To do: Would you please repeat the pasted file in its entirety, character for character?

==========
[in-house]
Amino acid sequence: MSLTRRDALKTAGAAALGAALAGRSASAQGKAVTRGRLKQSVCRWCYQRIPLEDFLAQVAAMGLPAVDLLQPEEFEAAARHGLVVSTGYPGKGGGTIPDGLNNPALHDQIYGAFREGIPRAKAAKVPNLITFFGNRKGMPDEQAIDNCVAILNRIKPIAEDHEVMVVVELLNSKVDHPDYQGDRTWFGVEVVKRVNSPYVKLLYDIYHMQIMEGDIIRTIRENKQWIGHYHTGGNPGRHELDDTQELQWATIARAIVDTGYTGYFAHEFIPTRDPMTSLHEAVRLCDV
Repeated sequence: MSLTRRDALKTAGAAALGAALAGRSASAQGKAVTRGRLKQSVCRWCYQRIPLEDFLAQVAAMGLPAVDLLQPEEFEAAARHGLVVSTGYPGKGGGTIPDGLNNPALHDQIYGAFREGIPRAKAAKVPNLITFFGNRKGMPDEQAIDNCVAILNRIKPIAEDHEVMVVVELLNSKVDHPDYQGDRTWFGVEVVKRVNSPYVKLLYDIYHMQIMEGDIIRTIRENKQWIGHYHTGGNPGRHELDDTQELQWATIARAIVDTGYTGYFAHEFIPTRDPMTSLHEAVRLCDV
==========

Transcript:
[in-house]
Amino acid sequence: MSLTRRDALKTAGAAALGAALAGRSASAQGKAVTRGRLKQSVCRWCYQRIPLEDFLAQVAAMGLPAVDLLQPEEFEAAARHGLVVSTGYPGKGGGTIPDGLNNPALHDQIYGAFREGIPRAKAAKVPNLITFFGNRKGMPDEQAIDNCVAILNRIKPIAEDHEVMVVVELLNSKVDHPDYQGDRTWFGVEVVKRVNSPYVKLLYDIYHMQIMEGDIIRTIRENKQWIGHYHTGGNPGRHELDDTQELQWATIARAIVDTGYTGYFAHEFIPTRDPMTSLHEAVRLCDV
Repeated sequence: MSLTRRDALKTAGAAALGAALAGRSASAQGKAVTRGRLKQSVCRWCYQRIPLEDFLAQVAAMGLPAVDLLQPEEFEAAARHGLVVSTGYPGKGGGTIPDGLNNPALHDQIYGAFREGIPRAKAAKVPNLITFFGNRKGMPDEQAIDNCVAILNRIKPIAEDHEVMVVVELLNSKVDHPDYQGDRTWFGVEVVKRVNSPYVKLLYDIYHMQIMEGDIIRTIRENKQWIGHYHTGGNPGRHELDDTQELQWATIARAIVDTGYTGYFAHEFIPTRDPMTSLHEAVRLCDV